Although it may be an obvious must-do for a young professional, it’s important to think of networking as a tool to advance your career for each stage of your career. Simply put, networking is the idea of meeting new people with shared interests and then building a relationship with them.
Building relationships with people isn’t easy and it takes time, especially if you aren’t naturally out-going! In the book “Never Eat Alone” by Keith Ferrazzi, he says that relationships aren’t like cake that disappears and get smaller with every slice, but they are more like muscles that take time and work to build. Therefore, it’s important to be patient in the process of building your network.
In college, I was a graphic design major, but I understood the importance of networking. Throughout college I took a several mass communication and journalism courses because I understood how intertwined the two were, so perhaps I learned the concept of networking from one of those general ed PR classes.
Over time, my network has grown to a wide range of people with all sorts of skills like writers, videographers, photographers, and even project managers. I connect with these talented people because we have shared interests, and most of those in my network I consider good friends even outside of work.
Now as an adjunct professor at Fresno State, I see students who overlook the value of networking, instead trusting their careers to LinkedIn and Indeed posts. But finding the best career path for you might come through networking. I can even say the road to getting hired at JP may have been paved by friends I met during school that worked at the company. My good friend told me about the position and I had some of the skills to fill it. I didn’t know everything at the time, but I was willing to learn, and I was confident in my work ethic and abilities.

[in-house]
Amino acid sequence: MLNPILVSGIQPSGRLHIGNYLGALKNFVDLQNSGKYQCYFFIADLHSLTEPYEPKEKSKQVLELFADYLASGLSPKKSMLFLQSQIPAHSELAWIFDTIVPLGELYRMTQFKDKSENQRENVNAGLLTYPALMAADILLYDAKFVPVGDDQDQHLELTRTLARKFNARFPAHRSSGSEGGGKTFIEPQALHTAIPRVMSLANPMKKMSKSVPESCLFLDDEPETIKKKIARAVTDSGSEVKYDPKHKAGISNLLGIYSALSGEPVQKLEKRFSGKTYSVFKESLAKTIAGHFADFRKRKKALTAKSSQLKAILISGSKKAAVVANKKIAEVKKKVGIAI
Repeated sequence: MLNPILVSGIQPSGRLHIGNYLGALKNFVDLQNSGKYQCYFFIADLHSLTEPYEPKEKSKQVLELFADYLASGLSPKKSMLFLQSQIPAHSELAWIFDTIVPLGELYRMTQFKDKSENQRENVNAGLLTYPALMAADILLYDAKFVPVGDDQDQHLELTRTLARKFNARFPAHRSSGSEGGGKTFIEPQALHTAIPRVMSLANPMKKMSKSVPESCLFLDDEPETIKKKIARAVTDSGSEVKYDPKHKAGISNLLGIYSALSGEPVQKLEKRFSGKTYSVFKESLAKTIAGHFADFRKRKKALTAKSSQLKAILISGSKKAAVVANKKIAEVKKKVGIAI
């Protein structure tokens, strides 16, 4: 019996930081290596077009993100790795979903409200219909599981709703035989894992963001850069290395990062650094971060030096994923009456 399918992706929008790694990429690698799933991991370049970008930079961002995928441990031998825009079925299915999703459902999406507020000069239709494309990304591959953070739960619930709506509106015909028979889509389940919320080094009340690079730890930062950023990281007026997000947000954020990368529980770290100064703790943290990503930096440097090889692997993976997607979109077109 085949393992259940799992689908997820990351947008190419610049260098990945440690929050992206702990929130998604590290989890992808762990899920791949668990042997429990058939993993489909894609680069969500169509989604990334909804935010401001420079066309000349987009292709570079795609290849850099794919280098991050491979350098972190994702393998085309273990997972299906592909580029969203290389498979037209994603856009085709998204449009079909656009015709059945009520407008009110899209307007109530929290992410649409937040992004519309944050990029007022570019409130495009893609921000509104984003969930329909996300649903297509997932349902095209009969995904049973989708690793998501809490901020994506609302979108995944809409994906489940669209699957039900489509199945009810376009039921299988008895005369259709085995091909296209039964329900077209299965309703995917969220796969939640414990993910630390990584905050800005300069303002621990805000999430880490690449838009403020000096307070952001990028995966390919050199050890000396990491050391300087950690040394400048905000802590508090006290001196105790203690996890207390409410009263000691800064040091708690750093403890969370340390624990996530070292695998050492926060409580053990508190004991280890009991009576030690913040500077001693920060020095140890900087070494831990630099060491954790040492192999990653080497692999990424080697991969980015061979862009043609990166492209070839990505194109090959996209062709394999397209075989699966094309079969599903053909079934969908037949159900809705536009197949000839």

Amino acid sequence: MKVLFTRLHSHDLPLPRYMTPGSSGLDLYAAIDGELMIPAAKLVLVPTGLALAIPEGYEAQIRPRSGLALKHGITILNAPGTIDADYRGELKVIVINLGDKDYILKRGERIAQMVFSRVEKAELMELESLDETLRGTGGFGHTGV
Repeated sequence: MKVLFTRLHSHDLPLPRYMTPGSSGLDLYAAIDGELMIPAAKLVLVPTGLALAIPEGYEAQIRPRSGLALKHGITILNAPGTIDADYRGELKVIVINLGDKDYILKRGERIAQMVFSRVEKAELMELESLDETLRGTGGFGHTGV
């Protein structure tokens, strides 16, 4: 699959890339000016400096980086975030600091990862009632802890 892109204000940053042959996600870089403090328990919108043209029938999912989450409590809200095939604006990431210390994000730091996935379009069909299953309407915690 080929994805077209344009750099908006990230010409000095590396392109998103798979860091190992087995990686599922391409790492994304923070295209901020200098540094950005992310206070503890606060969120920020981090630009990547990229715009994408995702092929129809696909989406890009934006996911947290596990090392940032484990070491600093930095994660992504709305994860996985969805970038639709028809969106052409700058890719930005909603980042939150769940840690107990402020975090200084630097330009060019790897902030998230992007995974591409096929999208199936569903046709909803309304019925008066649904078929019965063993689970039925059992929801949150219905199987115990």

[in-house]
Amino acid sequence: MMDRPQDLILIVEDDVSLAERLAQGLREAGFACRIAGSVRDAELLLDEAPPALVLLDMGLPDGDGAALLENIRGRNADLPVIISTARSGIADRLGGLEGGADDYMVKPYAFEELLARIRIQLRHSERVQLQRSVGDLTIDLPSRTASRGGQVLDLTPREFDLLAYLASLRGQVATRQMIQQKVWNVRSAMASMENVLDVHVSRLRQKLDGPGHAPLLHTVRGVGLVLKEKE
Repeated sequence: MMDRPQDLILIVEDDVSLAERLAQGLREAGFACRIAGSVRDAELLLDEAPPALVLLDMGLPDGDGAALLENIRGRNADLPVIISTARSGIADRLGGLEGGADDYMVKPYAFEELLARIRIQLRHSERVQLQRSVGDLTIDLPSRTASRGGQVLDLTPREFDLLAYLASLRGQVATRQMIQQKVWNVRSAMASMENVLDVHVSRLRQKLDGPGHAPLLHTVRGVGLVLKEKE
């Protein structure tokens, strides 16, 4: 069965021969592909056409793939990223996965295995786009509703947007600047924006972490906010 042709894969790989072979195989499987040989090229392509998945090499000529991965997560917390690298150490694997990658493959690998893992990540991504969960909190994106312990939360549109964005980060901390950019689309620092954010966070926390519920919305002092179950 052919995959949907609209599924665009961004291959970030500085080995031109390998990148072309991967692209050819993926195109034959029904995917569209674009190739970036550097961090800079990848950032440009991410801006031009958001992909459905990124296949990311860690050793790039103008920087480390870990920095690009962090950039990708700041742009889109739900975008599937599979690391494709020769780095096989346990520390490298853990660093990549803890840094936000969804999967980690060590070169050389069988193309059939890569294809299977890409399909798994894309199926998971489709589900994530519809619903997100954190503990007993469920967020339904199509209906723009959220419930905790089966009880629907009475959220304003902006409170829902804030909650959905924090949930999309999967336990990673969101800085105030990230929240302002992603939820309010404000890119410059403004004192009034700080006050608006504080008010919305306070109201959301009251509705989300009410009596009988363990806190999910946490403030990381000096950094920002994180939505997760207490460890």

Here are some reasons to network after starting your career:
Exchange ideas and information with others in your field
For me, hearing what other people are doing can keep me inspired. Hearing new ideas will motivate you to grow and try new things. Plus, fresh ideas can help you stand out from others.
Conversations of your work with others can offer you new perspectives you might not have thought about. It can even spark new ideas similar to the benefits of a brainstorming session.
Boost your confidence
I consider myself an introvert and tend to be quiet around new people. Professional networking has helped me move past that fear. Once you start talking to a stranger about a shared interest, it makes the conversations easy and over time you gain more confidence in meeting new people. Remember people at these networking events are just human, too, and you might discover you have more in common with others than you think.
Reevaluate your qualifications
You can look at others in your field and examine how they reached their levels in their career. This can push you to achieve new heights in professional development. Learning from others can be a good roadmap for growth in your own career.
Networking can happen anywhere, so try and strike up conversations and meet new people. You never know what skills and knowledge people may have around you. Whether you are at a coffee shop or just at the grocery store, you can find opportunities to network.
Brandon Ocegueda, Senior Web Developer